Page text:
There is a very common myth out there that if you get the flu shot, that it may give you the flu instead of preventing it. This is simply not how the flu shot works. This mindset is due to a lot of misconceptions that many people have about the flu shot; and since flu season is just around the corner, it is probably best to clear up some of these misconceptions.
What is the flu shot and can it give you the flu?
These vaccines are made with inactivated or killed viruses. The inactivated virus still possesses qualities that allow the immune system to produce a defense against it. This inactivated version however does not have the ability to infect cells; so, it is not functional enough to make anyone sick. The CDC confirms:
"...flu vaccines cannot cause flu illness... the vaccine is made either with a) flu viruses that have been ‘inactivated’ (killed) and that therefore are not infectious, or b) using only a single gene from a flu virus (as opposed to the full virus) in order to produce an immune response without causing infection. "
So, there is no need to worry about getting the flu via a vaccine, but you can still develop an immune response. This is one of the reasons why some people think the shot gave them the flu.
Are flu shots 100% effective?
Actually, no. According to Mayoclinic, the flu shot is only about 50% effective on average. This is due to a variety of reasons. In some cases, the particular strain of flu virus that one catches may not exactly match the inactivated virus in the vaccine. Despite such a mismatch, oftentimes, the immune response is adequate enough to combat various flu strains and/or even reduce the symptoms if you do get it.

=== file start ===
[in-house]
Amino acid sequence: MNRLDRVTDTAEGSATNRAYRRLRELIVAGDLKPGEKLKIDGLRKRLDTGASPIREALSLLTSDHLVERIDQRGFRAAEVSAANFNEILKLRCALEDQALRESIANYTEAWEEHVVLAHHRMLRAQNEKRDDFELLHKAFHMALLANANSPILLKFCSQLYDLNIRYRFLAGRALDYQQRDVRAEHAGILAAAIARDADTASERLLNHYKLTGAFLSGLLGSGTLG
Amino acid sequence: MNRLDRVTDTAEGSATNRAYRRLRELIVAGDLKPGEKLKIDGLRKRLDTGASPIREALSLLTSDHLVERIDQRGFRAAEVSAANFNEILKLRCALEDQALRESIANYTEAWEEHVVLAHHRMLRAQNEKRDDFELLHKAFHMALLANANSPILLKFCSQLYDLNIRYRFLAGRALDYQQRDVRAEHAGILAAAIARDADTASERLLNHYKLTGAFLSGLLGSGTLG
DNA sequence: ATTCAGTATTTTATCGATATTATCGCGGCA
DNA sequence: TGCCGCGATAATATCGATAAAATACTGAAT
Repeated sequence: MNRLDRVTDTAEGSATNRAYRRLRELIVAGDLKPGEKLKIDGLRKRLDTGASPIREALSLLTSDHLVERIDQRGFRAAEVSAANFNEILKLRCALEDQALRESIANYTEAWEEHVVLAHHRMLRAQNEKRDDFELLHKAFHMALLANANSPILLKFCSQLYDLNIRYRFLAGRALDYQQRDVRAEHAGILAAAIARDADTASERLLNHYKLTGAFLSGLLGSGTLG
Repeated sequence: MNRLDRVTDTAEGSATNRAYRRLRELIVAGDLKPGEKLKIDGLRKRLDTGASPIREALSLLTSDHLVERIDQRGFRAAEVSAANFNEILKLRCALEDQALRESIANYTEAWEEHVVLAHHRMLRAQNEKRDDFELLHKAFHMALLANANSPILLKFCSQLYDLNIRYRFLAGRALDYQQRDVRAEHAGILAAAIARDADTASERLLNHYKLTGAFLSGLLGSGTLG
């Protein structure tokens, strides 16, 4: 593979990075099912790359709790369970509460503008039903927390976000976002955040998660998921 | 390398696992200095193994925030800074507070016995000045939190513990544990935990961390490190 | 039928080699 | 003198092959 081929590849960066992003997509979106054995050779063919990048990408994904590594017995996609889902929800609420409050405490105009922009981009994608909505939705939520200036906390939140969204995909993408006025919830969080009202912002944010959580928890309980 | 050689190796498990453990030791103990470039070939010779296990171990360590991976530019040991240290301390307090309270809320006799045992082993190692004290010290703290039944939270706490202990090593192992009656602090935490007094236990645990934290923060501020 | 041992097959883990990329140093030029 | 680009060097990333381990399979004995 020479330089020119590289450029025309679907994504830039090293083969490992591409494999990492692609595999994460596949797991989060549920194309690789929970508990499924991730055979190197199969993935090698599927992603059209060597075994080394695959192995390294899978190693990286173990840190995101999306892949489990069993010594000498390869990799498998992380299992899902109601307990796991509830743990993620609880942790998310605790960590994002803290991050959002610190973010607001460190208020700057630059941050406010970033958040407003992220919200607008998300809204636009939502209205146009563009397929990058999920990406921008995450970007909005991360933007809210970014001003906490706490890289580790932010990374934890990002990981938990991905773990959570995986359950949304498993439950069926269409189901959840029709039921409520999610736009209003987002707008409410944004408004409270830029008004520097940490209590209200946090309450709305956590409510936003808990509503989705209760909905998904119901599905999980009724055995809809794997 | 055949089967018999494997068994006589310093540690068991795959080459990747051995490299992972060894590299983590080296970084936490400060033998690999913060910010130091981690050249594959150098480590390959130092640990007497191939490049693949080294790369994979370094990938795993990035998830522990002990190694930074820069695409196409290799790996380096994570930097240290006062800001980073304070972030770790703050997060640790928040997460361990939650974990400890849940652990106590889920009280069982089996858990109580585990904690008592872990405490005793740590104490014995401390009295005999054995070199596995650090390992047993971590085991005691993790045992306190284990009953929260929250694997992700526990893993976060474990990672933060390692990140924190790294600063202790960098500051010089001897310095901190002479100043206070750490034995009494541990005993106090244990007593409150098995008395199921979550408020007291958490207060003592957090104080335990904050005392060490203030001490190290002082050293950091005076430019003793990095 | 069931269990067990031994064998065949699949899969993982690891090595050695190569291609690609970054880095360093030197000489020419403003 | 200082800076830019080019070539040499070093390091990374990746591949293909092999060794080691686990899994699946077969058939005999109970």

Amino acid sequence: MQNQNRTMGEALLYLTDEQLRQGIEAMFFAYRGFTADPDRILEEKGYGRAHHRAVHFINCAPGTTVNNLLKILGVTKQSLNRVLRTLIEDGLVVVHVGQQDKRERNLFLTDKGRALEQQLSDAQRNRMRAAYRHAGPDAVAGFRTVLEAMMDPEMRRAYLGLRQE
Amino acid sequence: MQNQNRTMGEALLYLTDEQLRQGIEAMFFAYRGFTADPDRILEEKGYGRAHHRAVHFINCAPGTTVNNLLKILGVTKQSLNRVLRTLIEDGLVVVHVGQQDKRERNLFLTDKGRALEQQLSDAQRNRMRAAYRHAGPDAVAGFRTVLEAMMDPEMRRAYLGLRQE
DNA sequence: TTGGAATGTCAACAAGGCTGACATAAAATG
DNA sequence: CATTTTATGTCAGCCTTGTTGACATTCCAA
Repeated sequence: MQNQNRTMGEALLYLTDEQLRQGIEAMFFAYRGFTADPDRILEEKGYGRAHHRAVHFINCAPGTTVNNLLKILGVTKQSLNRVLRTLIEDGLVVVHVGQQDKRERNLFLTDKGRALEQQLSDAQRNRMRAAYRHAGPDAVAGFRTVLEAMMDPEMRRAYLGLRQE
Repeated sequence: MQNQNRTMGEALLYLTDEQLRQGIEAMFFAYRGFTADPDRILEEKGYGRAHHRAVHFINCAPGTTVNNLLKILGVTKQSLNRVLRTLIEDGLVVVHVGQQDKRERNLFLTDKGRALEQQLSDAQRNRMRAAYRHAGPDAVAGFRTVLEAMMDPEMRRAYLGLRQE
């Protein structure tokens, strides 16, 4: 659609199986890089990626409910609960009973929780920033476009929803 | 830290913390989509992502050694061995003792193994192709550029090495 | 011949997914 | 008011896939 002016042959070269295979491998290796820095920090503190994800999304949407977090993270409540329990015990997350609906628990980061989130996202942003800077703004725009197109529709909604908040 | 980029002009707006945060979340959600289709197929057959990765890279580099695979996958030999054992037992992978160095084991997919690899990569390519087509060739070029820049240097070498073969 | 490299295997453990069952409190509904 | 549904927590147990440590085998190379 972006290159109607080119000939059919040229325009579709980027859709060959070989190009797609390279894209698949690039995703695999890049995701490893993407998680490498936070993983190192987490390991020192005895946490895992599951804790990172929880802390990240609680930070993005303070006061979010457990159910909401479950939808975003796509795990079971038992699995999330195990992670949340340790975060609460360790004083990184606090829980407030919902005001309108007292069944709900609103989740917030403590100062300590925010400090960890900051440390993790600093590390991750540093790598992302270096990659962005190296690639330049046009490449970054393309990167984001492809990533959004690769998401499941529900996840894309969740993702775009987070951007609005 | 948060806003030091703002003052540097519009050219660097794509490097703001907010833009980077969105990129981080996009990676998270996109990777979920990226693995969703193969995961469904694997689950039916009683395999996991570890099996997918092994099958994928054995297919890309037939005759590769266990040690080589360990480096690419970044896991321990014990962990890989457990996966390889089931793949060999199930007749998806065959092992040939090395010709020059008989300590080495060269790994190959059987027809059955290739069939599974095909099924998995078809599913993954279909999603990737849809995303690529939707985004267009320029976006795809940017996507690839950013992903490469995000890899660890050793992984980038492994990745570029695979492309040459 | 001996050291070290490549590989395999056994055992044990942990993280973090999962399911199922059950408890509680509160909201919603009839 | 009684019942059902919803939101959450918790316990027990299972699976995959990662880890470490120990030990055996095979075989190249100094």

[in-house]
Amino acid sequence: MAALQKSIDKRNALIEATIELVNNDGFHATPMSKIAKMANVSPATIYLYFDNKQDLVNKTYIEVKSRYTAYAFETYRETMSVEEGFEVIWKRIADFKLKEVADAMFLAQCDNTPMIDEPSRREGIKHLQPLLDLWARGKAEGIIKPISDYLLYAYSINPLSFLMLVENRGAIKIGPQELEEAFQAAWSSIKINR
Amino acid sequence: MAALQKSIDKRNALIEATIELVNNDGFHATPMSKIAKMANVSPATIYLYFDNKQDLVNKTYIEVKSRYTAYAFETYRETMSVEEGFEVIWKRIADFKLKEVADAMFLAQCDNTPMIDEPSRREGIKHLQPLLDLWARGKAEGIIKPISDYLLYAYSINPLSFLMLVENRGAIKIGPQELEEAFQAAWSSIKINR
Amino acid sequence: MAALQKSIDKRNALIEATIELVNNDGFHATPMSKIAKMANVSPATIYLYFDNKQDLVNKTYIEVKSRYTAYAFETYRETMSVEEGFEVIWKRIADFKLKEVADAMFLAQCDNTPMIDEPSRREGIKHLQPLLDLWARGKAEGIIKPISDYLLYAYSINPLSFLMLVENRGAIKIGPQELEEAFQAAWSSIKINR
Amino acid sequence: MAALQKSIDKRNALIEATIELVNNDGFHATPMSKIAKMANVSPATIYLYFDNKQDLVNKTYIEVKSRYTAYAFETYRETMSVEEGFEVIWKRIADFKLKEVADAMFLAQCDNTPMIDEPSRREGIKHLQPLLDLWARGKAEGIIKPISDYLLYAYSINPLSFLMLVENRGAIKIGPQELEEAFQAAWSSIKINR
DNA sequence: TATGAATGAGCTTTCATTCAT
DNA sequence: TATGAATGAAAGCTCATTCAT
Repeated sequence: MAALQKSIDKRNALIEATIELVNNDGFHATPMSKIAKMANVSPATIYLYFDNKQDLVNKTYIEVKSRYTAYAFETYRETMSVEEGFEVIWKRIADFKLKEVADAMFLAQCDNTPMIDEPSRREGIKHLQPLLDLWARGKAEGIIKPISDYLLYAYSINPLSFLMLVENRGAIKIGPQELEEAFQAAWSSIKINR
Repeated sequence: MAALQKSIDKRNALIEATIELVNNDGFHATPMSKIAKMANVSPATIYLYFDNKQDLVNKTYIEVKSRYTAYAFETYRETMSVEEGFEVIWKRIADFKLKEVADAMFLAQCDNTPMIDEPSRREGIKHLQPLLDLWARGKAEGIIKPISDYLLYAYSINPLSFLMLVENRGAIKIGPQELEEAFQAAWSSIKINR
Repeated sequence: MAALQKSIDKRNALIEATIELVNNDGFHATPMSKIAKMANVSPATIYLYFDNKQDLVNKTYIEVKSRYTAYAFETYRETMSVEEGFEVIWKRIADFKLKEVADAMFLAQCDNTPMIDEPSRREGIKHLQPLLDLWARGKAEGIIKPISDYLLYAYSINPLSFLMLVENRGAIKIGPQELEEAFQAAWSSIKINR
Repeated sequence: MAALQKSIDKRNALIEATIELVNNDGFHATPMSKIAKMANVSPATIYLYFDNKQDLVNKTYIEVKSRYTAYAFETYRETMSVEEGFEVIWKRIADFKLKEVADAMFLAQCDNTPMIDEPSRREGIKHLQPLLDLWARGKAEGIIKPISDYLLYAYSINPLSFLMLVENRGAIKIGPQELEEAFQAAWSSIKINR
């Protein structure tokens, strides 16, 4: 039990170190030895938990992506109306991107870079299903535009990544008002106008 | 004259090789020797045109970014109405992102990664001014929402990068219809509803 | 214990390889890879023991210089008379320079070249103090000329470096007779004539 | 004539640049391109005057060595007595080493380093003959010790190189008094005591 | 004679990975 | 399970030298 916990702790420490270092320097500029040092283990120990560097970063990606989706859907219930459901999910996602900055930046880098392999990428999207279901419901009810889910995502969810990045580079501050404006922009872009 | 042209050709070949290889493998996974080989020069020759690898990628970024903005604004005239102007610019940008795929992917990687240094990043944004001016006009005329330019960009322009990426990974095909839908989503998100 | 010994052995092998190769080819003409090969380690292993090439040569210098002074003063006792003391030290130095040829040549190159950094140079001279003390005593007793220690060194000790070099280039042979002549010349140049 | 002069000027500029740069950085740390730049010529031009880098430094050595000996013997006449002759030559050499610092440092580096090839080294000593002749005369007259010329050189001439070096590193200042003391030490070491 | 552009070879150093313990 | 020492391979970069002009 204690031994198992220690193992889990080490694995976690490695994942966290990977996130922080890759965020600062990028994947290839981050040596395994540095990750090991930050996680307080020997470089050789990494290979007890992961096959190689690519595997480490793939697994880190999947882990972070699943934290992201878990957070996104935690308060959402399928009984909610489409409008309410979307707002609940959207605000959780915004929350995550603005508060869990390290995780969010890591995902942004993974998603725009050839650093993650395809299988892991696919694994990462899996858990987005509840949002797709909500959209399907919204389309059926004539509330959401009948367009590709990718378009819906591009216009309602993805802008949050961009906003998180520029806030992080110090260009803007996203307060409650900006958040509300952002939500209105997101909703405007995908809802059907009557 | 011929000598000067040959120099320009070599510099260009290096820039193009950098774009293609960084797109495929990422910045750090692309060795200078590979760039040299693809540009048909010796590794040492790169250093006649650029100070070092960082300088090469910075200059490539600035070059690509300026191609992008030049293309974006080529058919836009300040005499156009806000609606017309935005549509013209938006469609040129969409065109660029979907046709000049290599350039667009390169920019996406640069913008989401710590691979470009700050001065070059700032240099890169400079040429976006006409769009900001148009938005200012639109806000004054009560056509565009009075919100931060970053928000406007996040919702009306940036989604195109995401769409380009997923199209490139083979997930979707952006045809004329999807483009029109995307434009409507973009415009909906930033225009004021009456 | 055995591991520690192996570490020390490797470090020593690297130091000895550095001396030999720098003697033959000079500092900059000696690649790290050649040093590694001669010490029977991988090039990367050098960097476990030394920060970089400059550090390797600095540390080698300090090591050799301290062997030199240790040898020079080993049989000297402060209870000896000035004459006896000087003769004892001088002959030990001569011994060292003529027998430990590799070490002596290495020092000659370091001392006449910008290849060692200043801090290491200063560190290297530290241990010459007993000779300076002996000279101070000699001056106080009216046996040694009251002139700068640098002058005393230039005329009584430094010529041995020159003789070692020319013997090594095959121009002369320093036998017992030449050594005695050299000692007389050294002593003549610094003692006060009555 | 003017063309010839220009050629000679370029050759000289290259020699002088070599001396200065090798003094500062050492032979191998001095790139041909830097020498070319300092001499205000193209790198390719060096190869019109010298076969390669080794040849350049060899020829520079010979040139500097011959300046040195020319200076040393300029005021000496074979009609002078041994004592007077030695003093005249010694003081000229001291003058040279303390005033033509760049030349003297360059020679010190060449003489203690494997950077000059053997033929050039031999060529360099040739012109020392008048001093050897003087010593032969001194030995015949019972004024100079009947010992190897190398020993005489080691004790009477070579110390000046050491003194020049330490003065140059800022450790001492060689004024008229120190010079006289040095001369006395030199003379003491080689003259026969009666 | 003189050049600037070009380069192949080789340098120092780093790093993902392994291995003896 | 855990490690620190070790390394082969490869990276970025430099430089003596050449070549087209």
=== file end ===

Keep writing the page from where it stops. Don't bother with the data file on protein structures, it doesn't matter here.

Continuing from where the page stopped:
It should also be noted that it takes about 2 weeks after taking the flu vaccine to be protected against it. This is due to your body creating defenses to antigens to fight off the flu in case you come in contact with it later. So it is possible to catch the flu before the vaccine kicks in.
Why should I get a flu shot?
Well, the main reason is that the flu can be life-threatening, especially to vulnerable populations. The more people that are vaccinated, the more we protect others. This is called Herd Immunity. So you are not just getting vaccinated for yourself, but also for people around you who may be too young or unable to get vaccinated themselves. It is important for society as a whole and helps to prevent future outbreaks.
Here is a video discussing more about vaccines and the immune system from CrashCourse: